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Natural History Study of SCID Disorders

This study is currently recruiting participants.
Verified September 2016 by National Institute of Allergy and Infectious Diseases (NIAID)
Sponsor:
ClinicalTrials.gov Identifier:
NCT01186913
First Posted: August 23, 2010
Last Update Posted: September 28, 2016
The safety and scientific validity of this study is the responsibility of the study sponsor and investigators. Listing a study does not mean it has been evaluated by the U.S. Federal Government. Know the risks and potential benefits of clinical studies and talk to your health care provider before participating. Read our disclaimer for details.
Collaborator:
Office of Rare Diseases (ORD)
Information provided by (Responsible Party):
National Institute of Allergy and Infectious Diseases (NIAID)
  Purpose
People with Primary Immune Deficiency (PID) may develop severe, life-threatening infections as a result of inherited defects in the genes that normally instruct blood-forming cells to develop and to fight infections. PID diseases include Severe Combined Immune Deficiency (SCID), leaky SCID, Omenn syndrome (OS), and Reticular Dysgenesis (RD). PIDs may be treated by transplantation of bone marrow stem cells from a healthy person or, in some cases, by enzyme replacement or by gene therapy. Patients with SCID were among the first to receive bone marrow stem cell (also called hematopoietic cells) transplantation (HCT) more than 40 years ago, and HCT is the standard treatment today for this group of diseases. Since PID diseases are rare, there are not enough patients at any single center to determine the full range of causes, natural history, or best methods of treatment. For this research study many PID centers across North America have organized into the Primary Immune Deficiency Treatment Consortium (PIDTC) to pool their experience and study PIDs together. The overall goal of this study is the prospective evaluation of children with SCID and related disorders who are treated under a variety of protocols at participating institutions. The study aims to identify variables contributing to the best outcomes for HCT.

Condition
SCID Leaky SCID Omenn Syndrome Reticular Dysgenesis ADA Deficiency XSCID

Study Type: Observational
Study Design: Observational Model: Cohort
Time Perspective: Prospective
Official Title: A Prospective Natural History Study of Diagnosis, Treatment and Outcomes of Children With SCID Disorders (RDCRN PIDTC-6901)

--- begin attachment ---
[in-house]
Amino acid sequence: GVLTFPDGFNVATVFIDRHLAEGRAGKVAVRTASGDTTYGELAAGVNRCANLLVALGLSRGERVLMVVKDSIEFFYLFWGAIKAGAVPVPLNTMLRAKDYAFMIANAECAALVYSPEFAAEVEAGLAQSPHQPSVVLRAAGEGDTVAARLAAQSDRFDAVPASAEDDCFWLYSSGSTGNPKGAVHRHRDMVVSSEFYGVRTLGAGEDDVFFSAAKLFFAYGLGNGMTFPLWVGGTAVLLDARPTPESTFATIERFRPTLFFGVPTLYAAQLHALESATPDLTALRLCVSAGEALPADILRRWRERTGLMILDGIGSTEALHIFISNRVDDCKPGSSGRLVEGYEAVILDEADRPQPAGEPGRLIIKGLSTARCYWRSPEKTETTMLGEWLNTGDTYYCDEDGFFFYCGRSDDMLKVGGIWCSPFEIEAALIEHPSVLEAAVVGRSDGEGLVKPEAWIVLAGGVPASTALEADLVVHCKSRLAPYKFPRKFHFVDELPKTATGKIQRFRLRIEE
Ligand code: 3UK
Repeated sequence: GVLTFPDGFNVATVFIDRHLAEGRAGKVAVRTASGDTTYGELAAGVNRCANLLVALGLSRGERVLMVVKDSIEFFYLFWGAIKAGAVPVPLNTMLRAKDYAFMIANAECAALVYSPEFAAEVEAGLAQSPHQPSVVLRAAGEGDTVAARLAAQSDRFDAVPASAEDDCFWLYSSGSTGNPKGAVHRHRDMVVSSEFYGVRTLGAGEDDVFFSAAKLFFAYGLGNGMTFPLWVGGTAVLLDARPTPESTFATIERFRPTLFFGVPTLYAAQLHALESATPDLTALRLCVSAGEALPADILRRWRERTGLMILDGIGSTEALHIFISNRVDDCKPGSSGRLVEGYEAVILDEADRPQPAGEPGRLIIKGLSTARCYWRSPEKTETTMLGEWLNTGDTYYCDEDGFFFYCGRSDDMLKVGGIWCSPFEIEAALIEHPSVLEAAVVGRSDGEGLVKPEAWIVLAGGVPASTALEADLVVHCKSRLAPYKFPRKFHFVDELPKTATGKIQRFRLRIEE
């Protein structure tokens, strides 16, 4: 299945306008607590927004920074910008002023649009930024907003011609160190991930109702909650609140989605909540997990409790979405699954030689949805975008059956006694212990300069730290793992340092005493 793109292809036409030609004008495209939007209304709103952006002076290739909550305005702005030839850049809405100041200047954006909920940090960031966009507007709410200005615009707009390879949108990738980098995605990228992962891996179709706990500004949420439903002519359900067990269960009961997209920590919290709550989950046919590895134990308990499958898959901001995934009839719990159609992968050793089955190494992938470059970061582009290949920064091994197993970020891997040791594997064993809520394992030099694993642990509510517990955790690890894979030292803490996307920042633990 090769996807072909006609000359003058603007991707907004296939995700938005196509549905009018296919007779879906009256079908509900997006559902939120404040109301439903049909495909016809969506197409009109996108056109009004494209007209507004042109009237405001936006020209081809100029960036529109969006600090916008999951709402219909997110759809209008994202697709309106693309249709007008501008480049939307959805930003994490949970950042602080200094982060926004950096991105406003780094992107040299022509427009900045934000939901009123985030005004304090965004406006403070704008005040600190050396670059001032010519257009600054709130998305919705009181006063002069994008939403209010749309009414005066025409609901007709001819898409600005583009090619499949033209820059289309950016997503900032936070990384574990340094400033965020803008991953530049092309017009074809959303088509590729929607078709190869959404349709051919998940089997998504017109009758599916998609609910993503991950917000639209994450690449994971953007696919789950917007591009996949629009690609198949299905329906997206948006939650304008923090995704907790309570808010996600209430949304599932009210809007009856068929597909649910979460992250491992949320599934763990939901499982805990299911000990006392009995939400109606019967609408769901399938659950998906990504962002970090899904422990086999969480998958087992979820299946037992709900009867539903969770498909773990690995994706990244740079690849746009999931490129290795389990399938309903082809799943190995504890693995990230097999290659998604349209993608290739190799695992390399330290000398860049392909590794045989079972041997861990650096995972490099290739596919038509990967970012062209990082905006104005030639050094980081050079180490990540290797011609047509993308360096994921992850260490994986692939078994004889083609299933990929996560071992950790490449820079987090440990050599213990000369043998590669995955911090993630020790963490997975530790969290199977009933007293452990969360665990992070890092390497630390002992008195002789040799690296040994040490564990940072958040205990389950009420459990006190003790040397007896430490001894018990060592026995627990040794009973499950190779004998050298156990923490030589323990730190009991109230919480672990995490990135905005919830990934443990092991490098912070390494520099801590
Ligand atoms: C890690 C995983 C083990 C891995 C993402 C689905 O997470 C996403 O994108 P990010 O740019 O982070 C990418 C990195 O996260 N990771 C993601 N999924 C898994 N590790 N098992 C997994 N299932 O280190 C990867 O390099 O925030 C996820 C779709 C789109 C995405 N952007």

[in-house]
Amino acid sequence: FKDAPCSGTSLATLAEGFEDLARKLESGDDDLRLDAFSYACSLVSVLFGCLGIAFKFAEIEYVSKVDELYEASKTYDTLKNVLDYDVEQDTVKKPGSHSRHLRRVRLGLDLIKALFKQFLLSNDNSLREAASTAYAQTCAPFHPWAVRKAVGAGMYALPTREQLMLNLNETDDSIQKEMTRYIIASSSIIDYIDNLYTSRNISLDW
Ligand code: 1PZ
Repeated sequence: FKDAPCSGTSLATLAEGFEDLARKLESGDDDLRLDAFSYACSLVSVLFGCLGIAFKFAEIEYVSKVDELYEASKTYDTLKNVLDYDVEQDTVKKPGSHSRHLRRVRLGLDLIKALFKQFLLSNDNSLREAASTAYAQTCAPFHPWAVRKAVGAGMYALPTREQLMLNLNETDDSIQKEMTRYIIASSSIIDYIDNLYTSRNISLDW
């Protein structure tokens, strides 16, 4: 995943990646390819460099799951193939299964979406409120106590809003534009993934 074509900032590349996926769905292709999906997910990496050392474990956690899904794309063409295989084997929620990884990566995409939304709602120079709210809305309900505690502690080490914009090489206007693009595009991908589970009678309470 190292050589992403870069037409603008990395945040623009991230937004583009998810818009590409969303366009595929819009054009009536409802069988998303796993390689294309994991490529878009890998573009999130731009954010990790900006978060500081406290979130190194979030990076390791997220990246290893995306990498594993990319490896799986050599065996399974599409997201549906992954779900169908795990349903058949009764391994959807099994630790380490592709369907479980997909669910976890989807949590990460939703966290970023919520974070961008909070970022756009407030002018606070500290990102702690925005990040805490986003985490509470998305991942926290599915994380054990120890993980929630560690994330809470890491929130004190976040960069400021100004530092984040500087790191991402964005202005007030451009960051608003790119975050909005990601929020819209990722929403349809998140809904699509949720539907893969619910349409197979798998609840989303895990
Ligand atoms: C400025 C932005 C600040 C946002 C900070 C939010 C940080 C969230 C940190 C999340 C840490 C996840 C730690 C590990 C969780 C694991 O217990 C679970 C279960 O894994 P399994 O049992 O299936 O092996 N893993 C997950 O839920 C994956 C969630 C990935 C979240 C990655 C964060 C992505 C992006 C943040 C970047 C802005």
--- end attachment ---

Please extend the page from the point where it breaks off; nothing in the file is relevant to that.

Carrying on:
Resource links provided by NLM:


Further study details as provided by National Institute of Allergy and Infectious Diseases (NIAID):

Primary Outcome Measures:
  • Overall survival following HCT [ Time Frame: 4 years ]

Secondary Outcome Measures:
  • Full T cell reconstitution [ Time Frame: 6 months post HCT ]
  • Full T cell reconstitution [ Time Frame: 12 months post HCT ]
  • Full T cell reconstitution [ Time Frame: 24 months post HCT ]
  • Full B cell reconstitution [ Time Frame: 12 months post HCT ]
  • Full B cell reconstitution [ Time Frame: 24 months post HCT ]
  • Engraftment [ Time Frame: 100 days ]
  • Engraftment [ Time Frame: 6 months ]
  • Engraftment [ Time Frame: 12 months ]
  • Engraftment [ Time Frame: 24 months ]
  • Infections [ Time Frame: 24 months ]
  • Growth and Nutrition [ Time Frame: 24 months ]
  • Graft versus Host Disease [ Time Frame: 24 months ]
  • Occurrence of autoimmunity requiring treatment [ Time Frame: Throughout the study ]
  • Neurodevelopment/Neurocognition [ Time Frame: 24 months ]
  • Other complications of HCT needing treatment [ Time Frame: Throughout the study ]
  • Quality of Life [ Time Frame: 24 months ]

Estimated Enrollment: 265
Study Start Date: August 2010
Estimated Study Completion Date: August 2019
Estimated Primary Completion Date: August 2019 (Final data collection date for primary outcome measure)
Groups/Cohorts
Classic SCID (Stratum A)
Patients with classic SCID after allogeneic hematopoietic stem cell transplantation
Leaky SCID, Omenn syndrome, or RS (Stratum B)
Patients with leaky SCID, Omenn syndrome, or Reticular Dysgenesis (RS) after allogeneic hematopoietic stem cell transplantation
ADA Deficiency or XSCID treated with PEG-ADA (Stratum C)
Patients with ADA Deficiency or XSCID who are treated with PEG-ADA (patients with ADA Deficiency) or patients who are treated with gene therapy (ADA Deficiency or XSCID)

  Eligibility

Information from the National Library of Medicine

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Ages Eligible for Study:   Child, Adult, Senior
Sexes Eligible for Study:   All
Accepts Healthy Volunteers:   No
Sampling Method:   Non-Probability Sample
Study Population
Patients with diagnosis of SCID or SCID variants treated at Consortium Centers from 1968-2010
Criteria

Inclusion Criteria:

  • Stratum A, Classic SCID Patients who meet the following inclusion criteria and the intention is to treat with allogeneic hematopoietic cell transplant (HCT) are eligible for enrollment into Stratum A - Absence or very low number (< 300 / ul) of T cells, AND no or very low (<10% of lower limit of normal) T cell function (as measured by response to phytohemagglutinin OR T cells of maternal origin present, but with <10% of lower limit of normal T cell function (as measured by response to PHA)

Stratum B, Leaky SCID, Omenn Syndrome, Reticular Dysgenesis Patients who meet the following criteria and the intention is to treat with HCT are eligible for enrollment into Stratum B-

Leaky SCID:

  • <1000 / ul T cell number at < age 2 years; < 800 / ul T cell number at age 2 through < 4 years; < 600 / ul at > 4 years; and maternal lymphocytes not detected, AND either one or both of the following with rule-out of MHC Class I or II non-expression by flow cytometry (or histology):

    1. ≥ 10% and ≤ 30% of lower limit of normal T cell function (as measured by response to PHA), b) Absent proliferative responses to candida and tetanus toxoid antigens (post vaccination or exposure), with expression of HLA by flow/serology

      Omenn Syndrome:

  • Generalized skin rash
  • Maternal lymphocytes not detected
  • Absent or low (< 30% lower limit of normal) T cell proliferation to antigens
  • > 80% of CD4 T cells are CD45RO+ (< 2 years of age)

Reticular Dysgenesis:

  • < 300 / ul T cell number
  • None or < 10% lower limit of normal PHA proliferation
  • Sensori-neural deafness